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Molecular springs produce an animal's sense of touch and hearing

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Published on Oct 31, 2017

As senses go, there’s nothing so immediate and concrete as our sense of touch. From the tickle of a feather to the pain of a stubbed toe, our responses to pressure and pain dictate how we move through and react to the world around us. So it may come as a surprise that, on the molecular level, our sense of touch is still poorly understood.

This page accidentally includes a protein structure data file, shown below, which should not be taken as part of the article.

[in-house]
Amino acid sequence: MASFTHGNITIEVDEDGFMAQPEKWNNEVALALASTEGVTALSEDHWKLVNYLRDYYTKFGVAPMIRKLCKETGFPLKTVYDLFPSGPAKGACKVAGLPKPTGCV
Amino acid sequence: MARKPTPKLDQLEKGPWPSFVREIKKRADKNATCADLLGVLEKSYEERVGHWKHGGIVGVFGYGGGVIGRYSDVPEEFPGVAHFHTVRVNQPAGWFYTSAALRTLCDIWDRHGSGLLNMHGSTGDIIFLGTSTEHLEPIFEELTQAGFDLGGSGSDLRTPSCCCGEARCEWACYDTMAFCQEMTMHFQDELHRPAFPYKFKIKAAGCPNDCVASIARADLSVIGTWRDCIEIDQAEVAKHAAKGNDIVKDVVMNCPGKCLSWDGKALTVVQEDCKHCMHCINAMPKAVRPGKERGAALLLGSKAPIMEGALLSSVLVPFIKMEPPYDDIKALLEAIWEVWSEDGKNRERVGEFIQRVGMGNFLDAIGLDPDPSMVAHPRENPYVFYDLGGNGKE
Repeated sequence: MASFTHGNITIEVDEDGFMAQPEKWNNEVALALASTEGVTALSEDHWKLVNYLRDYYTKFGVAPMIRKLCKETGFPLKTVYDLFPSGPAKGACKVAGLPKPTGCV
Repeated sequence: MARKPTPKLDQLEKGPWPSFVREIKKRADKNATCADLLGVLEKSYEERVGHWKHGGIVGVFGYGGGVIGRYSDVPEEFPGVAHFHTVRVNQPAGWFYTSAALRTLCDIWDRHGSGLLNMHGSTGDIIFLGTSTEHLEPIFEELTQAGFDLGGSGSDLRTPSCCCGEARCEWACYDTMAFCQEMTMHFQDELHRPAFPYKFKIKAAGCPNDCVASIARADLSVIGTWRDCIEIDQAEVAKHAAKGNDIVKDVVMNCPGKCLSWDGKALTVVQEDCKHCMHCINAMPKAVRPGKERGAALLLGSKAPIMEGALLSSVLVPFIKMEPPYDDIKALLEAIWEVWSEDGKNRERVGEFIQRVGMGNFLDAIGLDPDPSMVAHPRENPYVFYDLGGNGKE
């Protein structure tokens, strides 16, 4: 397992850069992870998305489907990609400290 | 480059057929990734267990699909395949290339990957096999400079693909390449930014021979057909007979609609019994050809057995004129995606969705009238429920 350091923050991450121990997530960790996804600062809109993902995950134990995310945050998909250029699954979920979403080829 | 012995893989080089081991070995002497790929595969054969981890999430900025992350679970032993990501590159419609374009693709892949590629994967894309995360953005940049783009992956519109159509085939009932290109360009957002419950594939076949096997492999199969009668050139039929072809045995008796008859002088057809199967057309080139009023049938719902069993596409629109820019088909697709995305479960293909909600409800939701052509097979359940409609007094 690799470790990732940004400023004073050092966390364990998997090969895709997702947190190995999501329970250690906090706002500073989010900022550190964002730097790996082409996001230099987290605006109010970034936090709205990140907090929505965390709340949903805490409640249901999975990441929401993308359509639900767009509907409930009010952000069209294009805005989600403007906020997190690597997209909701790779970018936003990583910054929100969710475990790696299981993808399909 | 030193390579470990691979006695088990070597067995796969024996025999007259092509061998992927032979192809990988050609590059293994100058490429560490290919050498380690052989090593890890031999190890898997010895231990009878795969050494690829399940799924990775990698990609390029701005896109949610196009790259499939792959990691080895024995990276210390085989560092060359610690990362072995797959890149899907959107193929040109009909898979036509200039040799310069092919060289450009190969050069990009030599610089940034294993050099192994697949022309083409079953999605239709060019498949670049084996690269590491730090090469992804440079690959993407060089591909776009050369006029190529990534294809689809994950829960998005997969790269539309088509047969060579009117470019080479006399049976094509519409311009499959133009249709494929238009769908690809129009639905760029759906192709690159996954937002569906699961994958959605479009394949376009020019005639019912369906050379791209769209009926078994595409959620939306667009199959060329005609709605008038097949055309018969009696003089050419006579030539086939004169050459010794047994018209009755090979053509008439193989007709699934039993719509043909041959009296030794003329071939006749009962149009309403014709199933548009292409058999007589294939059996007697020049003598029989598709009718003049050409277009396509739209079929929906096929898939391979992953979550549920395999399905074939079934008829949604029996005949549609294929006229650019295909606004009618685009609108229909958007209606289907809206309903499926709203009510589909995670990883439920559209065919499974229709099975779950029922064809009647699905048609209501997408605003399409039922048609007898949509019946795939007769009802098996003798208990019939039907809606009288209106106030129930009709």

Now, UC San Francisco scientists have mapped in exquisite detail a protein complex called NOMPC (pronounced “nomp-see”), that acts as a mechanoreceptor in animals from fruit flies to fish and frogs. The structure, reported June 26, 2017 in Nature, reveals a machine that depends on a quartet of tiny springs that tether the complex to the cell’s “skeleton” and react to its movement.

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